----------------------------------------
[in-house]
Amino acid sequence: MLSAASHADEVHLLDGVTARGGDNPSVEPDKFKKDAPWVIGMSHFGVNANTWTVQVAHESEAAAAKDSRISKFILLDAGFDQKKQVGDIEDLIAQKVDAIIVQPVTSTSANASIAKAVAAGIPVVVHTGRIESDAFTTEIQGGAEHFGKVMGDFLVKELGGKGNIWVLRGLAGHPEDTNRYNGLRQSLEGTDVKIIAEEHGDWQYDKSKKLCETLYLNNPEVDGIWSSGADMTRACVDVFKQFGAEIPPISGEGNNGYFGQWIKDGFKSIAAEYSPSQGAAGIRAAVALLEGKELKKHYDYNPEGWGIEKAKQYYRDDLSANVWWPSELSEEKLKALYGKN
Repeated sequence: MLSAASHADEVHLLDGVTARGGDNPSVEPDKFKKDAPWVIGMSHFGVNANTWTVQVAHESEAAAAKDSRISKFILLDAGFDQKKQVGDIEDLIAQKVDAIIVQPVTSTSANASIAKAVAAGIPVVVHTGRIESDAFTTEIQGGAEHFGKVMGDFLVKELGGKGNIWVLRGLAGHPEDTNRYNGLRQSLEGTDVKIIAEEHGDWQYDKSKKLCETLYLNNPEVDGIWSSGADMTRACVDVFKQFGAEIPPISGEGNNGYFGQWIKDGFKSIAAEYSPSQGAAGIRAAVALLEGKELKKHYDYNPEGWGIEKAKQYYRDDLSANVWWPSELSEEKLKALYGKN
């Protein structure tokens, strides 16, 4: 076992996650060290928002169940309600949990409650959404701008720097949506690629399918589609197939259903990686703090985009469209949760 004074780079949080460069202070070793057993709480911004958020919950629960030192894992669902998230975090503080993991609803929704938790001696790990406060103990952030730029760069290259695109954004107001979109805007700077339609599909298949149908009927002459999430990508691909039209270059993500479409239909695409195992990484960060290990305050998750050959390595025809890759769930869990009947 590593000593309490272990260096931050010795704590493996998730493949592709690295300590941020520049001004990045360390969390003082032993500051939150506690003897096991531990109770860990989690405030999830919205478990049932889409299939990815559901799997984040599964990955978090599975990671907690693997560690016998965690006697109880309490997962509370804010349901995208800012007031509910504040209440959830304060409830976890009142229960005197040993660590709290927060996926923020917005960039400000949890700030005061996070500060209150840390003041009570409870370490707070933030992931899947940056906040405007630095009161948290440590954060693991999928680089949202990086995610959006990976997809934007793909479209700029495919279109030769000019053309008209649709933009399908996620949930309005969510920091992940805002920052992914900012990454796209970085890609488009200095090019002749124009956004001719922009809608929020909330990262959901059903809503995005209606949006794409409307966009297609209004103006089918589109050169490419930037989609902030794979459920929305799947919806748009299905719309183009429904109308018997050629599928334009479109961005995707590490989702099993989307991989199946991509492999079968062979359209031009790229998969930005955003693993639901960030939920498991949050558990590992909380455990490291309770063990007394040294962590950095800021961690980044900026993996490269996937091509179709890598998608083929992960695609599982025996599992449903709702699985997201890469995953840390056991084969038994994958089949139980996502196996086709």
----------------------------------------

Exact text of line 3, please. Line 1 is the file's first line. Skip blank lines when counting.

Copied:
Repeated sequence: MLSAASHADEVHLLDGVTARGGDNPSVEPDKFKKDAPWVIGMSHFGVNANTWTVQVAHESEAAAAKDSRISKFILLDAGFDQKKQVGDIEDLIAQKVDAIIVQPVTSTSANASIAKAVAAGIPVVVHTGRIESDAFTTEIQGGAEHFGKVMGDFLVKELGGKGNIWVLRGLAGHPEDTNRYNGLRQSLEGTDVKIIAEEHGDWQYDKSKKLCETLYLNNPEVDGIWSSGADMTRACVDVFKQFGAEIPPISGEGNNGYFGQWIKDGFKSIAAEYSPSQGAAGIRAAVALLEGKELKKHYDYNPEGWGIEKAKQYYRDDLSANVWWPSELSEEKLKALYGKN